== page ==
April 5th | A Conversation about Art + Science | 3-5 pm | Lang Building at The New School | Invitation Only
April 5th | Plenary | 6:30 pm | Theresa Lang Center at The New School | 55 West 13th Street, 2nd Floor
April 6th | Breakfast + Panel Presentations | 9:30 am to 12:15 pm | Kellen Auditorium at The New School | 66 Fifth Avenue at 13th Street
April 6th | Lunch, Workshops + Performance | 12:15-5:30 pm | Studio 001 (Basement) at The New School | 66 West 12th Street
Admission is $5-$25, sliding scale.*
Click here to purchase your ticket
*Free for New School Students
About the Symposium
Adaptability + Flow: Water and Weather over a Changing City is iLAND’s fifth annual symposium on dance, movement and the environment. The two‐day event in the heart of New York City brings together dancers, choreographers, designers, ecologists, advocates and scientists for interactive panel discussions, field workshops and networking opportunities. This year’s symposium features an in‐depth review of 2012 iLAB residencies Higher E.D. and Follow the Water Walks. These two resident teams engaged in collaborative processes and creative methodologies of data collection from both a scientific and choreographic perspective. Higher E.D. explores different forms of mapping New York City’s weather systems and Follow the Water Walks examines relationships between sewer and river systems and the local community near the Bronx River. Joining the discussion are Philip Orton, a research scientist studying storm surges in NYC; Victoria Marshall, Assistant Professor of Urban Design at the New School; John Waldman, Professor of Biology at Queens College and an expert on New York City’s waterways; and Meredith Ramirez Talusan, a scholar and artist dedicated to interdisciplinary practice.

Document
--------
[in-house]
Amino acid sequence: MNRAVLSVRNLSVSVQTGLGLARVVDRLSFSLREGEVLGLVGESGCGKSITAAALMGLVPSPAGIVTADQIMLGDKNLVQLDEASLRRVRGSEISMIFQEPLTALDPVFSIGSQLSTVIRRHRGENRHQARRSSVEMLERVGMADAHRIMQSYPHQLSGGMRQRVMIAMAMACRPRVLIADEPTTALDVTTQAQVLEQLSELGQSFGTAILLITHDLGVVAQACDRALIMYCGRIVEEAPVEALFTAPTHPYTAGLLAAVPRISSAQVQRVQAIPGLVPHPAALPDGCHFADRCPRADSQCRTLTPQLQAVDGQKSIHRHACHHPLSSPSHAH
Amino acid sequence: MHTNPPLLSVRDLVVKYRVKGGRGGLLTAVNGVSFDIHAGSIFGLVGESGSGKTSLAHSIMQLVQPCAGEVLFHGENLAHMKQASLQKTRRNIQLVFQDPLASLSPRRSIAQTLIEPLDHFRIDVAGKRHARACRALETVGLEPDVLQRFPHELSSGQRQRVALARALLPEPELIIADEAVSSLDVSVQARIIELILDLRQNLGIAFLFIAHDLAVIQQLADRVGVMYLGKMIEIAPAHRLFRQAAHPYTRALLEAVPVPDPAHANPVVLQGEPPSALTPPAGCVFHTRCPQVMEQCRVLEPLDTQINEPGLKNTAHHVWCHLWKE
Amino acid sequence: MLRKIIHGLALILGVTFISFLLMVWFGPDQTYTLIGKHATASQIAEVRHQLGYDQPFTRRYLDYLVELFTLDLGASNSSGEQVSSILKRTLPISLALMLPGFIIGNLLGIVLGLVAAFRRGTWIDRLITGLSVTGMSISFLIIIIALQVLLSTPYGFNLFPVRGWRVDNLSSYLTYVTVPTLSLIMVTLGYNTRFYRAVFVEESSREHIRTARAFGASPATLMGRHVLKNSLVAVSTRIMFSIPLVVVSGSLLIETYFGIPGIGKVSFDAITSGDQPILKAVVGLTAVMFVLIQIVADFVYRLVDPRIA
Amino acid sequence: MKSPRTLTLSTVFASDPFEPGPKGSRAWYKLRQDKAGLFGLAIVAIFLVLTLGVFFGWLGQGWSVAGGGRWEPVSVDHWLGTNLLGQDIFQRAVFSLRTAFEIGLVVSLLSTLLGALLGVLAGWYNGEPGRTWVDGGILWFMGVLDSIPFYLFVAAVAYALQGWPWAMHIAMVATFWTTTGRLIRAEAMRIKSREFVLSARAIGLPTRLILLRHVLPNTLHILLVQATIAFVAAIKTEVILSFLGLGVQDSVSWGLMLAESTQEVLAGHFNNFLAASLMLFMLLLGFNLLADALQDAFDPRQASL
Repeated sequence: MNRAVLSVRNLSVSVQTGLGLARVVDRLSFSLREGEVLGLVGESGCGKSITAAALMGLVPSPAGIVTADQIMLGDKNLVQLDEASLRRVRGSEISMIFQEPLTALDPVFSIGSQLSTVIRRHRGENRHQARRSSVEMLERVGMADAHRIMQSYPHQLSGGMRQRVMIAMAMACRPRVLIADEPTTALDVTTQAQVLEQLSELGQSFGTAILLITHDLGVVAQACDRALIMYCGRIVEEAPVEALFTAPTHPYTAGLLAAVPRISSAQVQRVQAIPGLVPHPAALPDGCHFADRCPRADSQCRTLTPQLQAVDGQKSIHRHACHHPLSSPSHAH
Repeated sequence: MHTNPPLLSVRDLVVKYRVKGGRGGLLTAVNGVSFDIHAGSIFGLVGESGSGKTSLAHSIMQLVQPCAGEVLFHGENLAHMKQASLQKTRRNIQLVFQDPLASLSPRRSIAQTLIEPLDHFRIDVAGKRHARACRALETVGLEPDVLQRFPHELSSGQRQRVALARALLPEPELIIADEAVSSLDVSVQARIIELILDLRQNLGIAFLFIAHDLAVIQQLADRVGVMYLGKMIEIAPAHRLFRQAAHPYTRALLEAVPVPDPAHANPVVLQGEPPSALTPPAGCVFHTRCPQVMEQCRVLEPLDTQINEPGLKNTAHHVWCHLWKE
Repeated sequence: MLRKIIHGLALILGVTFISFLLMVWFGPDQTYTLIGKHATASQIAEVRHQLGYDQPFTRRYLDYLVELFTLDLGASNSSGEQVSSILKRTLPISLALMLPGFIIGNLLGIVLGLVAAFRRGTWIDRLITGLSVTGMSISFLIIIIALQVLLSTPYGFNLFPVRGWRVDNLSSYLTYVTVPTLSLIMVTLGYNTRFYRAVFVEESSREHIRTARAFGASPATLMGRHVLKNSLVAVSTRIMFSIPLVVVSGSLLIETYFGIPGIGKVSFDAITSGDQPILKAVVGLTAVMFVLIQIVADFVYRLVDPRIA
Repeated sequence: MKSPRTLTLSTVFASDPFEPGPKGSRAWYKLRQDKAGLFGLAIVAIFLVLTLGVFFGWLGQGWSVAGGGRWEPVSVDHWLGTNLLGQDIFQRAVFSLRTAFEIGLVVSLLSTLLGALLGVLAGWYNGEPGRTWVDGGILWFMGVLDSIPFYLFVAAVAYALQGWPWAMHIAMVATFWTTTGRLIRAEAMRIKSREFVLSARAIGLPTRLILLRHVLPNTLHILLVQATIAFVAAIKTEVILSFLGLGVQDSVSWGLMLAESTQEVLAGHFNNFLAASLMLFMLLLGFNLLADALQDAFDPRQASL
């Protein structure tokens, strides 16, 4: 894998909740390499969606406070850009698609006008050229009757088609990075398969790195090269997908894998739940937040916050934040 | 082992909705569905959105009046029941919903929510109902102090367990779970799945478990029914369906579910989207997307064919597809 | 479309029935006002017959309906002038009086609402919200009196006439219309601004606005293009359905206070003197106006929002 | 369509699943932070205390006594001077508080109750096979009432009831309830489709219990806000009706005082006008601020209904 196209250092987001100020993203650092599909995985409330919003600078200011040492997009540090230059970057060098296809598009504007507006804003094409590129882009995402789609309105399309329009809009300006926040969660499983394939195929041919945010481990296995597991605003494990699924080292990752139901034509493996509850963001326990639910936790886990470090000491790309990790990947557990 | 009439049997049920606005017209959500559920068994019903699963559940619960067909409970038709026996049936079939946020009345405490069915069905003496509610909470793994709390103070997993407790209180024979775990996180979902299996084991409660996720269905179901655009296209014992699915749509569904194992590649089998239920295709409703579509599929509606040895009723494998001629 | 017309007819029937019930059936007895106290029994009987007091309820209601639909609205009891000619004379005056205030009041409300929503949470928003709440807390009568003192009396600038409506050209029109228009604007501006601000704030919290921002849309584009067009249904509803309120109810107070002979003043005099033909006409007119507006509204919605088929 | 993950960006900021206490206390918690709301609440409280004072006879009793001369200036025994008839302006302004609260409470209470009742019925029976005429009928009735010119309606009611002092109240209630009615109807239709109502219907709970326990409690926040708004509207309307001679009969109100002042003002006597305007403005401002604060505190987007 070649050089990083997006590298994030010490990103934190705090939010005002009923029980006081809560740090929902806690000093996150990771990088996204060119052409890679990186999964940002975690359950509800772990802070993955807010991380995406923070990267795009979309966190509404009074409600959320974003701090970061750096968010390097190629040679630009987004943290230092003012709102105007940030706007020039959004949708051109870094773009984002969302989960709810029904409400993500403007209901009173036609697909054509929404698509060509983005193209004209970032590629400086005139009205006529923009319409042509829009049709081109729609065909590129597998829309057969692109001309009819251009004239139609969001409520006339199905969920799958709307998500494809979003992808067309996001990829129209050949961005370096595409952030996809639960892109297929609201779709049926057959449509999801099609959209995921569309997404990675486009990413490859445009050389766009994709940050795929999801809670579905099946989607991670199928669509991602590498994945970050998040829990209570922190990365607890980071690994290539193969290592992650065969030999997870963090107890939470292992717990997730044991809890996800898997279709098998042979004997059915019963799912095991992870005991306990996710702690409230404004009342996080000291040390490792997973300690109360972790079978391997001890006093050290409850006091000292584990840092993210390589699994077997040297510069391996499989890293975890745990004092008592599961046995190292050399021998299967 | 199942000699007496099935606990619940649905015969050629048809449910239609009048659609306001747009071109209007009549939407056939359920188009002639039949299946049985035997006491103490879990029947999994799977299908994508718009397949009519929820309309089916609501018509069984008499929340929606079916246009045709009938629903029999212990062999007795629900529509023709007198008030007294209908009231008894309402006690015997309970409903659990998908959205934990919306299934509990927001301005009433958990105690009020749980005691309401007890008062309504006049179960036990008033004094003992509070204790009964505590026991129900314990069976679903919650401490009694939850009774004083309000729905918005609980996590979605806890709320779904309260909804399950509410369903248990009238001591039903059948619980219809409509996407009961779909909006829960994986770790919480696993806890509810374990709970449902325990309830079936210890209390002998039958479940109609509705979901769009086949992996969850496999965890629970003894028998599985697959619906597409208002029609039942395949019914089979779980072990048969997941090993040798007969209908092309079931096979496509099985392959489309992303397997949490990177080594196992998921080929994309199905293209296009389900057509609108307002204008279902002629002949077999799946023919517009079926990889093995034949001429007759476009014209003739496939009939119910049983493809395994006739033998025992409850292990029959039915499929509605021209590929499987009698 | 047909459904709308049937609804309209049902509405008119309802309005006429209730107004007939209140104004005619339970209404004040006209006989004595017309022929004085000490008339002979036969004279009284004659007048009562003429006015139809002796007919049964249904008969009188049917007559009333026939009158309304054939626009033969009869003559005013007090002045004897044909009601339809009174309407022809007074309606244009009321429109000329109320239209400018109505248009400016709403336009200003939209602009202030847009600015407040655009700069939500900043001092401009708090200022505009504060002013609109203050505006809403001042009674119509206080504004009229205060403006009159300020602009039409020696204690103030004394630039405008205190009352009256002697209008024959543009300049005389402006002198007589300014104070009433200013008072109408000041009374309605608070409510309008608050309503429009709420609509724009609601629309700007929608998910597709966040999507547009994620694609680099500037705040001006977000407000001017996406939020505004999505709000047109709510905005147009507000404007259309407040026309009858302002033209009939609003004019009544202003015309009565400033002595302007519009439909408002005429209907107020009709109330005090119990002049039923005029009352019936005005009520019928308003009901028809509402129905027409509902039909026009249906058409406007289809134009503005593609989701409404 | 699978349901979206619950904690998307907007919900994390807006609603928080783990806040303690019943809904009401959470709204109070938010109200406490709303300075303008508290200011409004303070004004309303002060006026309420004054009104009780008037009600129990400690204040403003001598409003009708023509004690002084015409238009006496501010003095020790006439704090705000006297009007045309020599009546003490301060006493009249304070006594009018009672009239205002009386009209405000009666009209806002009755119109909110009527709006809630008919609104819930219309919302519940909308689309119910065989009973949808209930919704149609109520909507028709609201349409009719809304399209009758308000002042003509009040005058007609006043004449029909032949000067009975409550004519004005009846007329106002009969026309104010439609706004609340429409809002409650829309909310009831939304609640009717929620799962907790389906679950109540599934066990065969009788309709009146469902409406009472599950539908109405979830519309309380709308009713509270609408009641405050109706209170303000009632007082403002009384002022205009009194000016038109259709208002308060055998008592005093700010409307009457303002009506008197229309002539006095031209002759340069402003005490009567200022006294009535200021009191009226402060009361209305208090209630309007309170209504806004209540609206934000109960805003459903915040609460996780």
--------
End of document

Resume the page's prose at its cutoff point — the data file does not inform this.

Friday, April 5
|3-5 pm||A Conversation about Art + Science | Lang Building at The New School | ** Invitation Only **|
|Introduction & Welcome: Jennifer Monson, Artistic Director/Founder of iLAND
Cooperation in the Land of Heroes: Nature and Improvisation on the Islands: Meredith Ramirez Talusan, Artist, Scholar
Building a Better Fishtrap: Performance by Paloma McGregor, 2012 iLAB Resident
Saturday, April 6
|9:30am||OPEN TIME [BREAKFAST & NETWORKING]|
|Understanding Urban Weather Systems and Designing for Climate Change|
|Micro to Macro Movements in New York City Waterways from East Tremont to Newtown Creek|
|A discussion and exploration on Mapping with Rebecca Boger and Liz Barry|
|2:00pm||OUTDOOR FIELD WORKSHOPS WITH iLAB RESIDENTS|
|Higher E.D. and Follow the Water Walks share the interdisciplinary practices that they developed during their residencies.|
|4:00pm||BREAKOUT GROUPS – Creating the iLANDing Archive|
|soften, bubble, and preen
Performed by Lailye Weidman and Emily Drury
Integrating embodied discourses from a number of disciplines, this interactive talk adapts the presenter’s childhood experience in the Philippine islands to think about the islands of New York. Historically Filipinos have often been depicted as improvisational and undisciplined when in fact they have developed sophisticated cultural practices and strategies adapted to the changing environmental and cultural phenomena of the islands. How might the nature of these improvisational strategies across disciplines and cultures influence how we understand the rapidly changing phenomena of the islands of New York City? This presentation uses cooperation as a theme to activate both embodied conceptual frameworks for defining and problemiting interdisciplinary collaboration through a thoughtful cultural lens.